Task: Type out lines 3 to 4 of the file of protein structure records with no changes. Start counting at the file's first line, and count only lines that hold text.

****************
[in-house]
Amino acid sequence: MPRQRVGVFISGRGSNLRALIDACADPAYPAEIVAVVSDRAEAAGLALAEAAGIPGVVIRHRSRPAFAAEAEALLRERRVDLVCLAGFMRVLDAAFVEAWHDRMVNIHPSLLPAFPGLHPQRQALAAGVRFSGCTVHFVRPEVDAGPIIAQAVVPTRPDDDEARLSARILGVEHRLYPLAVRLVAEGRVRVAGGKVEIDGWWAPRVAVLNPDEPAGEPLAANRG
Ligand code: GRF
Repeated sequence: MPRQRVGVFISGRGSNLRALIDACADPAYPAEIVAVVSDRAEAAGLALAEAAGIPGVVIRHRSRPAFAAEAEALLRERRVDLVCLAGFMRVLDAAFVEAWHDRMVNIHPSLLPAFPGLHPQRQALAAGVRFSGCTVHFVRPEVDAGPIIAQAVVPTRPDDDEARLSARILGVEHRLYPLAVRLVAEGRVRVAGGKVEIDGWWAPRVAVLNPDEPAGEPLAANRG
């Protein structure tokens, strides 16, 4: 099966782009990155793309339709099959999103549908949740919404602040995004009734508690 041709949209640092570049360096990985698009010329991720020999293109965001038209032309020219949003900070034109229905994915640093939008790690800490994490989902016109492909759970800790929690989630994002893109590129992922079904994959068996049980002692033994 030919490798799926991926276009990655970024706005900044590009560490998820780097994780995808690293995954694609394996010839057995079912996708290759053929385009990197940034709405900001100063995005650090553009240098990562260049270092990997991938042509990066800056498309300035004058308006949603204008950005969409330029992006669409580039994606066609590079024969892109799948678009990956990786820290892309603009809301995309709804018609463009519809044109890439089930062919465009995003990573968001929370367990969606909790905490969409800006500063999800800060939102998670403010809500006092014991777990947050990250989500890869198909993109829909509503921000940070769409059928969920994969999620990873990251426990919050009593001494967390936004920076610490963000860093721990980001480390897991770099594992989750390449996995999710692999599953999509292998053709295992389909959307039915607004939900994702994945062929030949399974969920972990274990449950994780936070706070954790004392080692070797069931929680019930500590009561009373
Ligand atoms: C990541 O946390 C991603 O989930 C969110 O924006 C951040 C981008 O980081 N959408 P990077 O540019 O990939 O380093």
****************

Ligand code: GRF
Repeated sequence: MPRQRVGVFISGRGSNLRALIDACADPAYPAEIVAVVSDRAEAAGLALAEAAGIPGVVIRHRSRPAFAAEAEALLRERRVDLVCLAGFMRVLDAAFVEAWHDRMVNIHPSLLPAFPGLHPQRQALAAGVRFSGCTVHFVRPEVDAGPIIAQAVVPTRPDDDEARLSARILGVEHRLYPLAVRLVAEGRVRVAGGKVEIDGWWAPRVAVLNPDEPAGEPLAANRG